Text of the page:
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About the EBU Media Technology Pyramid

This visual set of user requirements describes a comprehensive IP ecosystem of protocols

In Croatia in June, the World Broadcasting Unions’ Technical Committee supported the completion of standards associated with the European Broadcasting Union’s Technology Pyramid for Media Nodes.

“Broadcasters planning the move to new IP production facilities for television or radio should engage manufacturers with the Technology Pyramid for Media Nodes and ascertain their degree of compliance,” said Michael McEwen, head of the WBU Secretariat. “Further, the missing standards need to be completed as soon as possible so that broadcasters can make the important migration to IP with the required assurance.”

While the pyramid has clear relevance to the television industry, we share it because of the interest radio broadcasters have in the ongoing development of media IP. Radio World invited John C. Lee, P. Eng., chairman of the North American Broadcasters Association and World Broadcasting Union Technical Committees, to provide the background.

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In order to achieve the speeds and bandwidths of next-generation television systems, broadcasters are migrating from HD-SDI to IP-based technologies. In December 2017, SMPTE published the ST-2110 set of standards addressing “Professional Media over Managed IP Networks” to support this migration. This set of standards addresses precision system timing (PTP), video essence, audio, ancillary data, etc., in an IP environment.

In December 2018, the European Broadcasting Union (EBU) published the “Technology Pyramid for Media Nodes” (EBU Tech 3371). This pyramid includes all the necessary elements to design, build and operate a fully operational, interoperable, fully plug-and-play SMPTE ST-2110-based, live IP production facility. The EBU Pyramid includes all the needed protocols for timing and synchronization, configuration and monitoring, discovery and connection, media transport and security. It can be viewed as a broadcaster’s set of user requirements for a fully functional live IP production facility.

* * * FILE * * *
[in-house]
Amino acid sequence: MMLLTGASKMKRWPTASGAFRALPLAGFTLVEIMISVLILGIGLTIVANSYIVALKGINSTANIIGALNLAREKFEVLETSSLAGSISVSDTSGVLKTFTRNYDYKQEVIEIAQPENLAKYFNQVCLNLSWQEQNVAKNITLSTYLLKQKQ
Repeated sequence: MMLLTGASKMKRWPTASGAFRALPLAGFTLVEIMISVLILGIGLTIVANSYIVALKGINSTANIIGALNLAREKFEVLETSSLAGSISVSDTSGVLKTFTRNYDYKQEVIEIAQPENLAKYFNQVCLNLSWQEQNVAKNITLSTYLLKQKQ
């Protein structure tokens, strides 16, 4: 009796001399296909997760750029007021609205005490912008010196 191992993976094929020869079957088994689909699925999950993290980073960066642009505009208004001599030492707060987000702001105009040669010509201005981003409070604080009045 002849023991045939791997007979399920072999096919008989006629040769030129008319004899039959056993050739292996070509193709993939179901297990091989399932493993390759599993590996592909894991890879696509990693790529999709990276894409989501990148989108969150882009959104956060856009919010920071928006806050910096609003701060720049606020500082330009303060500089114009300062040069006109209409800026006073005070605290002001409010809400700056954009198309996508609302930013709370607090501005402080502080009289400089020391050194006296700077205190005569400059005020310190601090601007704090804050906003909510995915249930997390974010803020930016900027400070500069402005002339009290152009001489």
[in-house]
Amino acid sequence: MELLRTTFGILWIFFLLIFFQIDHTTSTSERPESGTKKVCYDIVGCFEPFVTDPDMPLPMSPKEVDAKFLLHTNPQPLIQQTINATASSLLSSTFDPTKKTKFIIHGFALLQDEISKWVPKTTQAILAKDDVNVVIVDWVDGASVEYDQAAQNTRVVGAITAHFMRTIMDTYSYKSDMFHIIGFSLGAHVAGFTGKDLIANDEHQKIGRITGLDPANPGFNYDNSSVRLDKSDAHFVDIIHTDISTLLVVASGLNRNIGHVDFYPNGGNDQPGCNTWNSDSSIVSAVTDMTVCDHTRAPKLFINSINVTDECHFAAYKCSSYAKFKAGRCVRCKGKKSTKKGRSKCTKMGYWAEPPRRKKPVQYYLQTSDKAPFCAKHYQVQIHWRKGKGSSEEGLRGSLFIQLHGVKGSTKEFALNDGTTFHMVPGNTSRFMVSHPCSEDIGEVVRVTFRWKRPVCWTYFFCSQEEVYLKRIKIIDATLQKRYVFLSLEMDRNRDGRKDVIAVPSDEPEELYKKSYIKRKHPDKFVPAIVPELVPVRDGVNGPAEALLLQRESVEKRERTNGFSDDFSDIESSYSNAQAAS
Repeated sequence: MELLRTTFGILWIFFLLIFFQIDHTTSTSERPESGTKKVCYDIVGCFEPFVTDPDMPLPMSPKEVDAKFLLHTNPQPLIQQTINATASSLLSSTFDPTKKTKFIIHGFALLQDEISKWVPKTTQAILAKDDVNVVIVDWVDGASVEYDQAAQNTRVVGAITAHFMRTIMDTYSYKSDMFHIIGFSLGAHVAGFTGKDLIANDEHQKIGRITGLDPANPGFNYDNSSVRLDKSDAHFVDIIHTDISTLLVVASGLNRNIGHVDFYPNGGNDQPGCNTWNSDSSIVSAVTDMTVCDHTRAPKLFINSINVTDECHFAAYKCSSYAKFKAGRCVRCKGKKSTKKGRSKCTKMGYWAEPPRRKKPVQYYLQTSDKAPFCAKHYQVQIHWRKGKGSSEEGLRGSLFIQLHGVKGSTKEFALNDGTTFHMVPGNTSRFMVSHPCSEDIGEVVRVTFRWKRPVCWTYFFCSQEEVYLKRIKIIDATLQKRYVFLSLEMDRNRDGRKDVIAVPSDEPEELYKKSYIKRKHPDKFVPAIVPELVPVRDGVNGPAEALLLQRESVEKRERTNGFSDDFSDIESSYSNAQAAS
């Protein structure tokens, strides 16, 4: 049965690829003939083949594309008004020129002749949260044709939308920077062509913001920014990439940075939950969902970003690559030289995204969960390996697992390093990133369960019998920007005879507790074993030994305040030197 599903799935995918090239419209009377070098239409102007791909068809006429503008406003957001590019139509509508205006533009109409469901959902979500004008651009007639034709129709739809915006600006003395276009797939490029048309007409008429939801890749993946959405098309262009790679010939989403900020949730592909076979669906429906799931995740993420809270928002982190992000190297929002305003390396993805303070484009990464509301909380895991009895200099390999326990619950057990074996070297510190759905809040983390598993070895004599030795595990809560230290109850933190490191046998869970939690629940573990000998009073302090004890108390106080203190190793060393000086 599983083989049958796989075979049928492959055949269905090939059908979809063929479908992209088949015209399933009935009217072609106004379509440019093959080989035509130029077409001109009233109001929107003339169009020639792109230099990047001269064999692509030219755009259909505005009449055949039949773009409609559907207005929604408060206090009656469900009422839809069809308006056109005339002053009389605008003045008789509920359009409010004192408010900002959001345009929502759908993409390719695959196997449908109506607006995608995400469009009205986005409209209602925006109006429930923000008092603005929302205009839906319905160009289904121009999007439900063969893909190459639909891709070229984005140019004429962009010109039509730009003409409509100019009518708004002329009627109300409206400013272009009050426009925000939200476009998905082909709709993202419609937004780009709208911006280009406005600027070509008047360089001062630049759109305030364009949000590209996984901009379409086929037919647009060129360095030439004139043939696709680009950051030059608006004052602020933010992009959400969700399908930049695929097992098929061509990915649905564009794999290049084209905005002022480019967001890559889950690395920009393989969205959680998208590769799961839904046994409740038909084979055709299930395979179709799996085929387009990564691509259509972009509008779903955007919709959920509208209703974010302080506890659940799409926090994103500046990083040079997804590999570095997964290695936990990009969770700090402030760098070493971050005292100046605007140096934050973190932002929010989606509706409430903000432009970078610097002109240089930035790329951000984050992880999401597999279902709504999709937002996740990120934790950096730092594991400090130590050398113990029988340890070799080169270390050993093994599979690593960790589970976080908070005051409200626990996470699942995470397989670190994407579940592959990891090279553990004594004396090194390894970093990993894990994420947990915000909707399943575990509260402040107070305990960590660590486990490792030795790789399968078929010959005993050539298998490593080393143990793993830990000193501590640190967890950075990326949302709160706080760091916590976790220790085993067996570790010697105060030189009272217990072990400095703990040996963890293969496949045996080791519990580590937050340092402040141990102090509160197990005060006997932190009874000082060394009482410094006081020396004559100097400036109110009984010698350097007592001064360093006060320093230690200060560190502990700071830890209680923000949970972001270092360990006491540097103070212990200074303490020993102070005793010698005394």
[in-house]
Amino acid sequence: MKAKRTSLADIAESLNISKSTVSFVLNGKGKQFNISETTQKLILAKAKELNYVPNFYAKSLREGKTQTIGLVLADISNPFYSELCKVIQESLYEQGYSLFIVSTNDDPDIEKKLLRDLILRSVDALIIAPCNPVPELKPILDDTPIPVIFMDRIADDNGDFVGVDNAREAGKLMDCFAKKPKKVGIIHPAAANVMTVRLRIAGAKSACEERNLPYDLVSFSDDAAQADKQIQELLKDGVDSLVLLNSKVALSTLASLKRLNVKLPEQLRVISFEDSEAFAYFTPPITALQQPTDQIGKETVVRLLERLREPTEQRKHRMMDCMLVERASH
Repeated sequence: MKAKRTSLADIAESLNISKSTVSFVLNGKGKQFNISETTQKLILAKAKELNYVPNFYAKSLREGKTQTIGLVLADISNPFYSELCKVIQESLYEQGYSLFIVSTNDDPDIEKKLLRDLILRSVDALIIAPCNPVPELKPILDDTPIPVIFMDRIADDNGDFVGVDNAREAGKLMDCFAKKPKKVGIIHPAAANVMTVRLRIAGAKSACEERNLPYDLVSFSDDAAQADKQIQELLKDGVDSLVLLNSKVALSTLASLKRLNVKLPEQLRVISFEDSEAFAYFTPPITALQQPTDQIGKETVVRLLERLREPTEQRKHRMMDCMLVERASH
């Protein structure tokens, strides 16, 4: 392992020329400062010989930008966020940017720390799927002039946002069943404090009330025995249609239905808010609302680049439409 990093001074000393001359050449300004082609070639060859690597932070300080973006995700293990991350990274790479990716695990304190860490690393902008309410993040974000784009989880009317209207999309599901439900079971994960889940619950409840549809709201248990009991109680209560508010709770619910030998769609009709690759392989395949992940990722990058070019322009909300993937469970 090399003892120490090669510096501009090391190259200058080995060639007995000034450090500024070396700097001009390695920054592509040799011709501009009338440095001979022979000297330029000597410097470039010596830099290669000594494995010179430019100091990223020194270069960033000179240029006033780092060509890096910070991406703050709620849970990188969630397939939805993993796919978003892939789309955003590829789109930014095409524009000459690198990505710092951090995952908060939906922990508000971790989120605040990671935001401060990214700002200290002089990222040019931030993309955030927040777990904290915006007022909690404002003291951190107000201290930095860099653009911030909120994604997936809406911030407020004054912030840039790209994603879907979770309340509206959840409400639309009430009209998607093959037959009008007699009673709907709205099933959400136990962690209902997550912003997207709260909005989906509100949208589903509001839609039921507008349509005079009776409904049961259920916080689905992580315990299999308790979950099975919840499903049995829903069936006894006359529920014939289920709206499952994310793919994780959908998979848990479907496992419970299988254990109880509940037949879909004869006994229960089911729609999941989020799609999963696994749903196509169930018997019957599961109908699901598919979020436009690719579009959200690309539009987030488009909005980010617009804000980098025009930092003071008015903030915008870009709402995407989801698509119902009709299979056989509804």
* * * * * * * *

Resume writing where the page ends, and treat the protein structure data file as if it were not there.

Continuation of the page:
Along with SMPTE, other organizations have worked diligently to complete the various required protocols —  namely the Advanced Media Workflow Association (AMWA) and the Joint Task Force on Networked Media (JT-NM). AMWA first produced Networked Media Open Specification (NMOS) IS-04 addressing “Discovery and Registration.” IS-04 systems are intended to enable “zero-configuration” deployments, reducing the necessity to spend time manually configuring equipment before connection to the network. AMWA’s IS-05 addresses “Device Connection Management” which permits a control device to tell a receiver the stream it is supposed to take at any given time, a function analogous to routing.

JT-NM was tasked with addressing how all these standards and protocols (ST-2110, IS-04, IS-05, PTP, etc.) could fit together to build a complete live IP production system. TR-1001-1, entitled “System Environment and Device Behaviors for SMPTE ST-2100 Devices in Engineered Networks — Networks, Registration and Connection Management,” is the JT-NM’s first such technical recommendation and it aims to simplify the installation and configuration of SMPTE ST 2110-based facilities.

As more and more broadcasters begin to implement IP technologies in their production facilities, it is critically important that vendors address and implement all published standards and specifications in their shipped products. This will greatly alleviate the implementation challenges broadcasters will face. To this end, in April of this year, the EBU published R152 entitled “Strategy for the Adoption of an NMOS Open Discovery and Connection Protocol” to accelerate market adoption of these protocols.

In short, the EBU “Technology Pyramid for Media Nodes” describes a comprehensive IP ecosystem of protocols that empowers the design, implementation and operation of fully-IP production facilities.

The World Broadcasting Unions is the coordinating body for broadcasting unions that represent broadcaster networks across the globe. It was established in 1992. The North American Broadcasters Association acts as secretariat for the WBU. The unions that belong are the Asia-Pacific Broadcasting Union, the Arab States Broadcasting Union, the  African Union of Broadcasting, the Caribbean Broadcasting Union, the European Broadcasting Union, the International Association of Broadcasting and the North American Broadcasters Association.